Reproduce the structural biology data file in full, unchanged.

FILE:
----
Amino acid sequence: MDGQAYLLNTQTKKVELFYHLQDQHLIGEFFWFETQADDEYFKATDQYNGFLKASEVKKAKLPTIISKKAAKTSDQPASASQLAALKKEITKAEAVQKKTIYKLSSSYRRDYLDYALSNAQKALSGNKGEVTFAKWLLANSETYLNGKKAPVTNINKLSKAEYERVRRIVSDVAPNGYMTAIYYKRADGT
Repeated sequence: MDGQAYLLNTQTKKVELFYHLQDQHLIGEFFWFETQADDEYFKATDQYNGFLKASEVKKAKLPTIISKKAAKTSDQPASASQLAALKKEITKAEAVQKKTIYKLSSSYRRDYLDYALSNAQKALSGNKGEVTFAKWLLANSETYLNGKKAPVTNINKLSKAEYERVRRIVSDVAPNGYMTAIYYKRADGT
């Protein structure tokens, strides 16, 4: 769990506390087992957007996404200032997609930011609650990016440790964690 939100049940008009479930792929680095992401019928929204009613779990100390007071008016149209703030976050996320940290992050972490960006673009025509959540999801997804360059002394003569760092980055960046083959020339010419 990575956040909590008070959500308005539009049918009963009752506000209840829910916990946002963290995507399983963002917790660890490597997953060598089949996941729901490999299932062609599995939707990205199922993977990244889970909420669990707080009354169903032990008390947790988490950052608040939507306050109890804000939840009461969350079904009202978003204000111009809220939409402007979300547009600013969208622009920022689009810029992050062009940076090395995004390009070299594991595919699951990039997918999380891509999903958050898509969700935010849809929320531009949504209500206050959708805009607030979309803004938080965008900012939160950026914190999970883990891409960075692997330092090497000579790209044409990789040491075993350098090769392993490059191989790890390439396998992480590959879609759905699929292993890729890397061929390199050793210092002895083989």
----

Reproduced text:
Amino acid sequence: MDGQAYLLNTQTKKVELFYHLQDQHLIGEFFWFETQADDEYFKATDQYNGFLKASEVKKAKLPTIISKKAAKTSDQPASASQLAALKKEITKAEAVQKKTIYKLSSSYRRDYLDYALSNAQKALSGNKGEVTFAKWLLANSETYLNGKKAPVTNINKLSKAEYERVRRIVSDVAPNGYMTAIYYKRADGT
Repeated sequence: MDGQAYLLNTQTKKVELFYHLQDQHLIGEFFWFETQADDEYFKATDQYNGFLKASEVKKAKLPTIISKKAAKTSDQPASASQLAALKKEITKAEAVQKKTIYKLSSSYRRDYLDYALSNAQKALSGNKGEVTFAKWLLANSETYLNGKKAPVTNINKLSKAEYERVRRIVSDVAPNGYMTAIYYKRADGT
């Protein structure tokens, strides 16, 4: 769990506390087992957007996404200032997609930011609650990016440790964690 939100049940008009479930792929680095992401019928929204009613779990100390007071008016149209703030976050996320940290992050972490960006673009025509959540999801997804360059002394003569760092980055960046083959020339010419 990575956040909590008070959500308005539009049918009963009752506000209840829910916990946002963290995507399983963002917790660890490597997953060598089949996941729901490999299932062609599995939707990205199922993977990244889970909420669990707080009354169903032990008390947790988490950052608040939507306050109890804000939840009461969350079904009202978003204000111009809220939409402007979300547009600013969208622009920022689009810029992050062009940076090395995004390009070299594991595919699951990039997918999380891509999903958050898509969700935010849809929320531009949504209500206050959708805009607030979309803004938080965008900012939160950026914190999970883990891409960075692997330092090497000579790209044409990789040491075993350098090769392993490059191989790890390439396998992480590959879609759905699929292993890729890397061929390199050793210092002895083989």